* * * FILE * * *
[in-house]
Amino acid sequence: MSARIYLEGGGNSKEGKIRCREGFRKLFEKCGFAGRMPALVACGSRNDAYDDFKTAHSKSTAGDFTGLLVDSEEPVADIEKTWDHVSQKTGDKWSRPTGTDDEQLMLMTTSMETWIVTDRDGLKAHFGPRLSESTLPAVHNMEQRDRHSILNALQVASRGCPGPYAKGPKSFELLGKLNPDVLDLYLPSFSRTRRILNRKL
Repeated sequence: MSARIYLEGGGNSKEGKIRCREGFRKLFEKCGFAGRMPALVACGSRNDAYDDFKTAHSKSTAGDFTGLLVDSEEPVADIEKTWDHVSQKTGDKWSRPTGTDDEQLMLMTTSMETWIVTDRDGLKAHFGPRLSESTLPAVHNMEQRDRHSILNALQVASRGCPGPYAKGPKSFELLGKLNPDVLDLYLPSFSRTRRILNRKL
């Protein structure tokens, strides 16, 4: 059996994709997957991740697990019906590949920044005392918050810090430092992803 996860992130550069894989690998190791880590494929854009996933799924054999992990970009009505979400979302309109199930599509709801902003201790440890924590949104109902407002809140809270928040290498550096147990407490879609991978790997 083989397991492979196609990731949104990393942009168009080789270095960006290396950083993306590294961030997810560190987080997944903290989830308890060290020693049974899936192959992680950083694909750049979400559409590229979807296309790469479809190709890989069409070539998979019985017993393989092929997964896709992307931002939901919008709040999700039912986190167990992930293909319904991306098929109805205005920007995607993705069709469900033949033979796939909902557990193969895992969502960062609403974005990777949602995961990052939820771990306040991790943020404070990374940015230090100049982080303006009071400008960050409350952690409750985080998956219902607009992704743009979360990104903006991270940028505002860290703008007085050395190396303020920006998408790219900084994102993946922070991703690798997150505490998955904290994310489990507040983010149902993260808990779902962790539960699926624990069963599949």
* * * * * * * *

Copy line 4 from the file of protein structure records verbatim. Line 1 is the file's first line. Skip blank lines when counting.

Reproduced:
């Protein structure tokens, strides 16, 4: 059996994709997957991740697990019906590949920044005392918050810090430092992803 996860992130550069894989690998190791880590494929854009996933799924054999992990970009009505979400979302309109199930599509709801902003201790440890924590949104109902407002809140809270928040290498550096147990407490879609991978790997 083989397991492979196609990731949104990393942009168009080789270095960006290396950083993306590294961030997810560190987080997944903290989830308890060290020693049974899936192959992680950083694909750049979400559409590229979807296309790469479809190709890989069409070539998979019985017993393989092929997964896709992307931002939901919008709040999700039912986190167990992930293909319904991306098929109805205005920007995607993705069709469900033949033979796939909902557990193969895992969502960062609403974005990777949602995961990052939820771990306040991790943020404070990374940015230090100049982080303006009071400008960050409350952690409750985080998956219902607009992704743009979360990104903006991270940028505002860290703008007085050395190396303020920006998408790219900084994102993946922070991703690798997150505490998955904290994310489990507040983010149902993260808990779902962790539960699926624990069963599949």